You’ve heard of JIT to use warehouse space better and to deliver goods to customers more efficiently. Can it work for your operation? How do you implement it?OVERVIEW [top]
When ordering inventory, two of the biggest issues are quality and cost. When all else is equal, choosing one supplier over another generally comes down to which supplier offers the best price break for the largest order.
But stock eventually runs low and negotiations begin again. Multiply that by the number of supplies you use, and picture how much time your purchasing agents spend trying to cut better deals. Just-in-Time (JIT) inventory management is designed to help streamline your operation, ensure consistent quality and reduce on-site inventory.
JIT is an inventory management system based on placing smaller, more frequent, inventory orders. JIT can quickly reveal areas that need improvement, improve efficiency and productivity, free up additional workspace and free up more working capital.
In this Quick-Read you will find:
- A description of JIT.
- Four quick tips to help determine if JIT might work for you.
Switching between suppliers to secure the lowest price is fine when you have extra storage space and won’t suffer if the order is a day or two late. The problem is, when faced with overlapping deadlines, suppliers have to put their best customers first, so if you’re a first-time or occasional customer, you could get caught short.
That’s why JIT relies on long-term contracts with reliable suppliers, often ordering several parts from the same supplier, even if the parts might be cheaper through another vendor. By working closely with suppliers — in effect, making them partners in your manufacturing process — they are in tune with your immediate needs and can provide smaller, more frequent shipments designed to meet your current requirements. This collaboration often results in:
- A consolidation of efforts on the part of the supplier.
- Long-term contracts securing the lowest prices possible.
- Freeing up your purchasing-and-receiving employees to work on other things.
For JIT to work, you need to have reliable suppliers who provide consistent-quality products, preferably with warehouses close enough to your location to make speedy deliveries. Cutting-edge automated equipment and high-tech inventory management systems — things as universal as bar coding — are making JIT increasingly easier to implement.
A key part of JIT is the Kanban, a system of tracking supplies throughout the entire manufacturing process. It can be anything from a high-tech computerized system to a low-tech card or ticket system. Sort of a microcosm of JIT as a whole, a well-planned Kanban helps track the speed at which each part works its way through the system. This makes it easier to keep track of inventory. There are two basic models for the Kanban, a station-based system or a container system.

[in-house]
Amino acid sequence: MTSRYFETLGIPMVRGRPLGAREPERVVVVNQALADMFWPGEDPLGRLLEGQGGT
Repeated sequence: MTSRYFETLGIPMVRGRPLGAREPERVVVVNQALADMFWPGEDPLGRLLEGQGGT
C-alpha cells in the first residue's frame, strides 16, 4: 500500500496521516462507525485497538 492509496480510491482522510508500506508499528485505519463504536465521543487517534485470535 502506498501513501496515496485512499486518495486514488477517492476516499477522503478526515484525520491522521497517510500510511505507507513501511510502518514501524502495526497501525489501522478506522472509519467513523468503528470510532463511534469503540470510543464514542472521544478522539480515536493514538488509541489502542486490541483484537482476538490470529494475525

Station system. Workers "order" the exact number of parts they need from another station above them in the production line. When a station receives a request, they supply the part, then make or order a replacement (in turn, the stations they received parts from then order replacements for the parts they provided, and so on up the line).
Container system. Workers take parts directly from a container on the floor. Inventory is tracked by knowing precisely how many parts each container holds. A replacement container is brought out shortly before the first is emptied so workers are never short of supplies.
JIT programs won’t work for everyone. Not only do you need fairly consistent production so you can accurately predict how rapidly you go through every part or ingredient you use, but you also need to have a good communications system in place among your employees.
To help determine if JIT is for you:
- Assess your production flow. Do you produce a steady or predictable amount of products each day, week, month? Can you predict how much inventory you will need in a given day, week, month? If you cannot, implementing a JIT program could be difficult, if not impossible.
- Talk to your suppliers. Are they willing to make smaller, but more frequent, deliveries? Will they negotiate good deals, given the promise of guaranteed, long-term business from your company? Not every supplier is going to want the responsibility of being part of your JIT program, but some will accept the challenge and sign on for the long haul. Can you rely on them to make deliveries just in time?
- Talk to your employees. How well do the employees communicate with one another and with you? Is each willing to take the time to learn a new system and do what it takes to have it run smoothly?
- Be honest. Not just with your employees and suppliers, but with yourself. Switching over to a JIT system will take a lot of commitment. Don’t get involved with JIT simply because other companies have; do it if you think it will work for your company.